The Seven Most Common Mom Guilt Scenarios

And How to Deal with Them

If you're dealing with mom guilt, you're certainly not alone. All moms experience guilt about something during their parenting journeys, whether they're just starting out with their new babies or are sending their high school grads off to college. You'll feel guilty about some choices you make along the way, but you need to learn to deal with that guilt in healthy ways. Here are seven of the most common mom guilt scenarios and how you can deal with them.

 Scenario One: You choose or have to feed your baby formula for whatever reason. We've all heard that "breast is best," and more and more science is backing this up. That's why formula feeding versus breast feeding is one of the major guilt issues for modern moms. The truth is, though, that only 22% of moms breastfeed their babies for a full year which means that 78% don't.

How to Deal: Realize your baby will be just fine. If you're feeling guilty about feeding your baby formula—whether you exclusively formula feed or feed a combination of breastmilk and formula— there is no reason to feel guilty. Realize that you're making the best decision you can for your family, whether you're dealing with breastfeeding problems or choosing to formula feed for other reasons, and realize that millions of kids worldwide have grown up to be perfectly healthy, smart, and well-adjusted, even though they weren't breastfed even once.

 Scenario Two: Your laundry is scattered on the bedroom floor, the kitchen sink is piled with dirty dishes, and the bathroom floor desperately needs mopped. Whether you're a mom to one or ten kids, keeping up with little ones while keeping the house clean and tidy is tough. It's not a bad thing to want to provide your family a clean, neat, homey environment, but letting your ideals about what your home should look like get out of control is a recipe for mom guilt disaster.

How to Deal: Learn to prioritize things and let some things go. Does a messy kitchen drive you nuts? Clean it first thing every day so you know it gets done, even if you don't get to every chore on your list. Working on the things that make you craziest first helps you feel like your home is more under control, although some days you won't even get to your top priority chores. You'll also need to just learn to let go of some things, realizing that your kids are only little for a while. So go have a play day at the park, get into a tickle fight with your toddler, or create messy art in the kitchen. You'll be creating priceless memories with your kids, and you'll find time to clean the house later.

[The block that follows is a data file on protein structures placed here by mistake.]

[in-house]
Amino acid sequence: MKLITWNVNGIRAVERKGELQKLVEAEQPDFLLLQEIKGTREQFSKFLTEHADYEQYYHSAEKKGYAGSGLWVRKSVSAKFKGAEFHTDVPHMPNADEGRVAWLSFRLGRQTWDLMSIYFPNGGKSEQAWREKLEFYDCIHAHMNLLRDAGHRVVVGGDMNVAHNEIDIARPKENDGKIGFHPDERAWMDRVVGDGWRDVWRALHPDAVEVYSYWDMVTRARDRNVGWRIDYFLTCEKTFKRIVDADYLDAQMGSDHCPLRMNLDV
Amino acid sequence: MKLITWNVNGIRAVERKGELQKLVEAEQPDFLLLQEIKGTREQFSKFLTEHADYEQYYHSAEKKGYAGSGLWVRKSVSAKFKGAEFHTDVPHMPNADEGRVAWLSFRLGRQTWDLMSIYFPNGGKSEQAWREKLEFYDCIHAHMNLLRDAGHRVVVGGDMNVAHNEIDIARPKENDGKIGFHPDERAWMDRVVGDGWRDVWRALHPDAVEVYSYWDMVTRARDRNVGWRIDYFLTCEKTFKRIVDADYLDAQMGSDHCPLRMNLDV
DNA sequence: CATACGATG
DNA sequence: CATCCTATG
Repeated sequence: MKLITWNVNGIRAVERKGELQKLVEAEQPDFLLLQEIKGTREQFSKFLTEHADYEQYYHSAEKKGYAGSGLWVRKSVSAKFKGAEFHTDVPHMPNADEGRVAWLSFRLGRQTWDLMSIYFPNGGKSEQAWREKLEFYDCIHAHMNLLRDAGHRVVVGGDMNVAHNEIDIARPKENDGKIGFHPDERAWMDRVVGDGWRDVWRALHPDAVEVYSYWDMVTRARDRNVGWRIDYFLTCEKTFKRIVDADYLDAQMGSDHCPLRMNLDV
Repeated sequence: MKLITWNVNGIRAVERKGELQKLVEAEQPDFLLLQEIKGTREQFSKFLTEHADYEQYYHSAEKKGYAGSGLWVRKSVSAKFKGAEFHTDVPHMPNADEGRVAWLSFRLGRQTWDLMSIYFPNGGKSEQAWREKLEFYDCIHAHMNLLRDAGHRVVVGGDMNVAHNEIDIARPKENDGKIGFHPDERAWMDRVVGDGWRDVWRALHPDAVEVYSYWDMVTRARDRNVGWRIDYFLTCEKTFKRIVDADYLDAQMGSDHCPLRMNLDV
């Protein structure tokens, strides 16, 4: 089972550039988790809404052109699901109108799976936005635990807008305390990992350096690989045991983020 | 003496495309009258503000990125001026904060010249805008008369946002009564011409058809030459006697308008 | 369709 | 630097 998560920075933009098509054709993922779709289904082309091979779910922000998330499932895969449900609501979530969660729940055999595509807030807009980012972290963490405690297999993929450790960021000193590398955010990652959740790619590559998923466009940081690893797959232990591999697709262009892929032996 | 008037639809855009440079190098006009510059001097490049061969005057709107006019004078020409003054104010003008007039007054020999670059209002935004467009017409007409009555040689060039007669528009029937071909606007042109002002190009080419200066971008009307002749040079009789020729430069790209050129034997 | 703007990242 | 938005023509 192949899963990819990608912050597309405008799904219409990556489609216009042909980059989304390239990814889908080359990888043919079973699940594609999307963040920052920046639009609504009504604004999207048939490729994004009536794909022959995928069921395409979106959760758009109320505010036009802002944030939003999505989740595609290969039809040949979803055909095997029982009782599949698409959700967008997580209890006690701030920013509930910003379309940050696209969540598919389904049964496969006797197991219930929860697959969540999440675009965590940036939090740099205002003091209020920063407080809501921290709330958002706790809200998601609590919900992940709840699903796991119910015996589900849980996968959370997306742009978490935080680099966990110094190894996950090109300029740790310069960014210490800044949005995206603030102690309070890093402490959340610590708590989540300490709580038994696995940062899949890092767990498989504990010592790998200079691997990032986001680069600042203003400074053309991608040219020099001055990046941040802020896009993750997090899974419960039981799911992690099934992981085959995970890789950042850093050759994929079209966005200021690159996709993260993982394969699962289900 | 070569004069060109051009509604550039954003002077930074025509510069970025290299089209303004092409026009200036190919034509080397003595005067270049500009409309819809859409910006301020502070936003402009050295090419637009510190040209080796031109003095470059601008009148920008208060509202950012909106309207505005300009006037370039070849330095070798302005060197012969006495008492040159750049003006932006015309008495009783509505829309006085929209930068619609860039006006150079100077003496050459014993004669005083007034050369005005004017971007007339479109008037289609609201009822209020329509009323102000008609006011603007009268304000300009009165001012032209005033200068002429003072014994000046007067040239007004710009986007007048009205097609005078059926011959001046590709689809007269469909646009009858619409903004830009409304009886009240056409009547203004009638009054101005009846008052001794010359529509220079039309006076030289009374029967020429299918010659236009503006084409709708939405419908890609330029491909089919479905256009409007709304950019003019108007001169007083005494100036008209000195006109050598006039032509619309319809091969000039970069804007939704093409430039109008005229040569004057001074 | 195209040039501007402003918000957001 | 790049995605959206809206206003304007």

Scenario Three: You're actually ready to go back to work or you never want to go back to work at all. Either way, you can feel guilty. Working moms feel guilty for missing out on time with their kids (especially if they really want to go back to a job they love), and stay-at-home moms can feel guilty for not providing more for their families (especially if they once brought in a steady income).

How to Deal: Realize that both working and stay-at-home moms can be great moms. If your kids are happy, healthy, and loving, then you're doing fine, whether you work or stay at home. Remember, too, that a happy mom equals a happy baby. If working at a fulfilling job makes you happy, then do it. If staying at home makes you happy, even if it means spending less on luxuries, then do that.

 Scenario Four: You lose your temper with your kids. Every mom eventually gets to a point with her little ones where she snaps a bit. Maybe you yell at your toddler or get into an argument with your teen. Losing your temper sometimes is normal, and as long as you aren't actually hurting your children, it's nothing to be consumed with guilt over.

How to Deal: Apologize, work on your stress levels, and find new ways to deal with behavior issues. Losing your temper often comes from dealing with too much stress, so find new ways to relieve stress in your life so you can be a more even-keel mommy. If you have recently lost your temper with your kids, be sure you apologize to them, as this helps teach them that yelling at people isn't a good idea for moms or kids and can help keep them from building up resentment towards you. If losing your temper is a constant issue, work on finding new ways to deal with the behavior issues that really get to you.